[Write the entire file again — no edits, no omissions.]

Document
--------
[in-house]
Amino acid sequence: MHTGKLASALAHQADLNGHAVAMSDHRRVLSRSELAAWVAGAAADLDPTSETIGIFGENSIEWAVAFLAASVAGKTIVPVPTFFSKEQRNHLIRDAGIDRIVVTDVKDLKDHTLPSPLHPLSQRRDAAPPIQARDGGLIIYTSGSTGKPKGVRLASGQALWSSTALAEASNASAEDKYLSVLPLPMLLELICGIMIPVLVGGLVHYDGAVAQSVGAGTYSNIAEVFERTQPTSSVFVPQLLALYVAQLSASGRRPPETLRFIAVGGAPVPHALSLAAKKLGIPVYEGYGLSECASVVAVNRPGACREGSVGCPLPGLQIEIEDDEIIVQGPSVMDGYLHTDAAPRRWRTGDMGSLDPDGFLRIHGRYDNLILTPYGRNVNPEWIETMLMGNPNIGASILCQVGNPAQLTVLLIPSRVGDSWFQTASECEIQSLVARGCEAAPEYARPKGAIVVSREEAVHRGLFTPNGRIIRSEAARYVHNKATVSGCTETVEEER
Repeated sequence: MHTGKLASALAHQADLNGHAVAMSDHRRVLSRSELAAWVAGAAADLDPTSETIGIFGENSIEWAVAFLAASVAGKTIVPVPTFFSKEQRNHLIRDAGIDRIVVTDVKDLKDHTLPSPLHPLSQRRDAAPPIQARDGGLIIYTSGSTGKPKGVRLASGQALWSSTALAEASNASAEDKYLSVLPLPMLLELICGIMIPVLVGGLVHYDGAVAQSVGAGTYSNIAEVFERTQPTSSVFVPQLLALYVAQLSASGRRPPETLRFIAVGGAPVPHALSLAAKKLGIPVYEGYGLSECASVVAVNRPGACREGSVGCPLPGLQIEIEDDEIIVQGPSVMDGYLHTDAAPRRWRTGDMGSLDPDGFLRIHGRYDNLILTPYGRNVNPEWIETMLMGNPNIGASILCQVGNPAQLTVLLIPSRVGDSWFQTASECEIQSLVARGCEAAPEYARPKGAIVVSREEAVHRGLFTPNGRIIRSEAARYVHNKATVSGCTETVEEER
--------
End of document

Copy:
[in-house]
Amino acid sequence: MHTGKLASALAHQADLNGHAVAMSDHRRVLSRSELAAWVAGAAADLDPTSETIGIFGENSIEWAVAFLAASVAGKTIVPVPTFFSKEQRNHLIRDAGIDRIVVTDVKDLKDHTLPSPLHPLSQRRDAAPPIQARDGGLIIYTSGSTGKPKGVRLASGQALWSSTALAEASNASAEDKYLSVLPLPMLLELICGIMIPVLVGGLVHYDGAVAQSVGAGTYSNIAEVFERTQPTSSVFVPQLLALYVAQLSASGRRPPETLRFIAVGGAPVPHALSLAAKKLGIPVYEGYGLSECASVVAVNRPGACREGSVGCPLPGLQIEIEDDEIIVQGPSVMDGYLHTDAAPRRWRTGDMGSLDPDGFLRIHGRYDNLILTPYGRNVNPEWIETMLMGNPNIGASILCQVGNPAQLTVLLIPSRVGDSWFQTASECEIQSLVARGCEAAPEYARPKGAIVVSREEAVHRGLFTPNGRIIRSEAARYVHNKATVSGCTETVEEER
Repeated sequence: MHTGKLASALAHQADLNGHAVAMSDHRRVLSRSELAAWVAGAAADLDPTSETIGIFGENSIEWAVAFLAASVAGKTIVPVPTFFSKEQRNHLIRDAGIDRIVVTDVKDLKDHTLPSPLHPLSQRRDAAPPIQARDGGLIIYTSGSTGKPKGVRLASGQALWSSTALAEASNASAEDKYLSVLPLPMLLELICGIMIPVLVGGLVHYDGAVAQSVGAGTYSNIAEVFERTQPTSSVFVPQLLALYVAQLSASGRRPPETLRFIAVGGAPVPHALSLAAKKLGIPVYEGYGLSECASVVAVNRPGACREGSVGCPLPGLQIEIEDDEIIVQGPSVMDGYLHTDAAPRRWRTGDMGSLDPDGFLRIHGRYDNLILTPYGRNVNPEWIETMLMGNPNIGASILCQVGNPAQLTVLLIPSRVGDSWFQTASECEIQSLVARGCEAAPEYARPKGAIVVSREEAVHRGLFTPNGRIIRSEAARYVHNKATVSGCTETVEEER